Bitcoin and other cryptocurrencies have become popular among speculative traders and investors as a capital asset, but they’re just starting to scratch the surface of what’s possible as an actual currency. While the idea of a private currency isn’t new, cryptocurrencies could play a big role in making it a reality by overcoming several key obstacles.
In this article, we will look at the history of private and public currencies and how cryptocurrencies play an important role in their evolving dynamics.
A Brief Currency History Lesson
Who is responsible for issuing currency?
Most people would correctly answer that the government prints and mints currencies. While central banks are supposed to be independent — to avoid political influence — they are still owned and heavily influenced by the government. The President nominates members of the Board of Governors and the Senate confirms them in staggered 14-year appointments designed to avoid any political influence (at least in the United States).
You might be surprised to learn that this wasn’t always the case. In fact, private banks were the main issuers of paper currencies in the United States and Canada just a century ago. And two centuries ago, private banks were the sole issuers for virtually every country around the world. Congress’s decision to issue over $400 million worth of U.S. notes (or greenbacks) to finance the Civil War ultimately led to the demise of private currencies.
In Northern Ireland, Scotland and Hong Kong, private banks are still responsible for issuing currency — there are no government-owned central banks in these countries. Circulating notes are denominated in and directly redeemable for foreign currency assets, such as Bank of England notes in the case of Northern Ireland and Scotland. Any bank issuing too many notes would see an increase in redemptions to keep them in check.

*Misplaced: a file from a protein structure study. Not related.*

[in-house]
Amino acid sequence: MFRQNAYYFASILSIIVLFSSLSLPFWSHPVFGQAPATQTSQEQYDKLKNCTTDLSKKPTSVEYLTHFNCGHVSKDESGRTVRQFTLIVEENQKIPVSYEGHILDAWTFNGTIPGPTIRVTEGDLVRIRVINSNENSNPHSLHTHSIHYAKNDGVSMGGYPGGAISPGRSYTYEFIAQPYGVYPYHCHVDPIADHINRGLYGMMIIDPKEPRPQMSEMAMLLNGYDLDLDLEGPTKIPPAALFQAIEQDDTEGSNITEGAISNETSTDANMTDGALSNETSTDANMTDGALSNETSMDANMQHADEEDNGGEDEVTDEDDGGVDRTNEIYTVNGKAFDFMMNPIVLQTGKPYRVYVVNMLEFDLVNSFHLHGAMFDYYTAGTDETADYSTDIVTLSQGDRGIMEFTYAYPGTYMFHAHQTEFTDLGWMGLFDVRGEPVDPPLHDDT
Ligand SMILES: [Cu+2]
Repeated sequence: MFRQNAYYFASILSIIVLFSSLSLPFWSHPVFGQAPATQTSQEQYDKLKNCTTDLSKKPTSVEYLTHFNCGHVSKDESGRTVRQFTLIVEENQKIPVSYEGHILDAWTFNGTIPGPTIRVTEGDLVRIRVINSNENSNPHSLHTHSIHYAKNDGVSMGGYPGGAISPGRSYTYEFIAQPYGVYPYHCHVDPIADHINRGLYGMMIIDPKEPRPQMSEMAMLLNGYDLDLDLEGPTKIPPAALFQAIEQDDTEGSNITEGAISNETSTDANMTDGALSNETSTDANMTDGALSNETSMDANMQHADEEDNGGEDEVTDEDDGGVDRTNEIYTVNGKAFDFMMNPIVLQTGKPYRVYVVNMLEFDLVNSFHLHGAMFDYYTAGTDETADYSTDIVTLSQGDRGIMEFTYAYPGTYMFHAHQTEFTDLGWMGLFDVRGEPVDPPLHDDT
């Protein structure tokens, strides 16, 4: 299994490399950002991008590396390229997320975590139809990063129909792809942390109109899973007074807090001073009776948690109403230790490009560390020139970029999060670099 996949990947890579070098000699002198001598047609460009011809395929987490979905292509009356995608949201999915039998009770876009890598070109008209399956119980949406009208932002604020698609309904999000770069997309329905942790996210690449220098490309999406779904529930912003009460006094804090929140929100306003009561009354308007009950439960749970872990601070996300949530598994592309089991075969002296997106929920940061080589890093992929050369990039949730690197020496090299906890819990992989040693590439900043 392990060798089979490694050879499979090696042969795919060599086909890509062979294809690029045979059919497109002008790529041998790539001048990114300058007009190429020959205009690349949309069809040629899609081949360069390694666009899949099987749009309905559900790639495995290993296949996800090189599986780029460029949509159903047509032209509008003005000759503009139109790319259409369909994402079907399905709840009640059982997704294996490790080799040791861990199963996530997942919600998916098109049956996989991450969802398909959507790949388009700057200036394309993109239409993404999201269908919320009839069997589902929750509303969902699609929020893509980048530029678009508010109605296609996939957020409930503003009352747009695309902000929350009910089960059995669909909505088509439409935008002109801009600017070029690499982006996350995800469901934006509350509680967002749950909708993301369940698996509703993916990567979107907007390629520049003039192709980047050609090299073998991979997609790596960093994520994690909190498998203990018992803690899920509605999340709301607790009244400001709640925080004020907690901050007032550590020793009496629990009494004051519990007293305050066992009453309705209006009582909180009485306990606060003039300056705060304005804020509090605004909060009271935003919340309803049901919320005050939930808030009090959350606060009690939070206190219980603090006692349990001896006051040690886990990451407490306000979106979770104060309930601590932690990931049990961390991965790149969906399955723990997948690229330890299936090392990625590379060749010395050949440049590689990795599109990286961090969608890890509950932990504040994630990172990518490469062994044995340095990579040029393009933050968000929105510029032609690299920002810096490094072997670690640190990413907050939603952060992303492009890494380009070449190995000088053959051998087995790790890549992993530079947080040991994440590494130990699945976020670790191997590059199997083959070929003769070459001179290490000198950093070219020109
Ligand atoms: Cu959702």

What Are The Benefits of Private Currencies
Why would you want to use private currencies?
A common criticism of central banks is that they aren’t as reliable as private banks when it comes to redemption pledges. After all, you can sue a private bank if they fail to deliver on a pledge, but central banks have sovereign immunity. There’s no way to ensure that central banks have sufficient reserve assets — and in some cases, there’s very little backing up a currency! This is especially the case when reserves are raided by governments.
In extreme cases, the lack of accountability can lead to uncontrollable inflation. The most recent example of this is Venezuela, where the inflation rate nearly reached three million percent in January 2019. Zimbabwe and many other countries fell into a similar trap in the past that led to significant challenges for citizens. While inflation can be helpful in some cases, it’s a double-edged sword with many drawbacks.
Venezuela’s Inflation Rate - Source: TradingEconomics
Private currencies would make these situations less likely to occur. At the risk of being sued and going out of business, private banks would be required to hold reserve assets, such as U.S. dollars, at a fixed exchange rate and redeem them any time. Governments would be forced to be more fiscally responsible since they couldn’t use inflation to reduce their debt load and there would be no reserves to dip into for political reasons.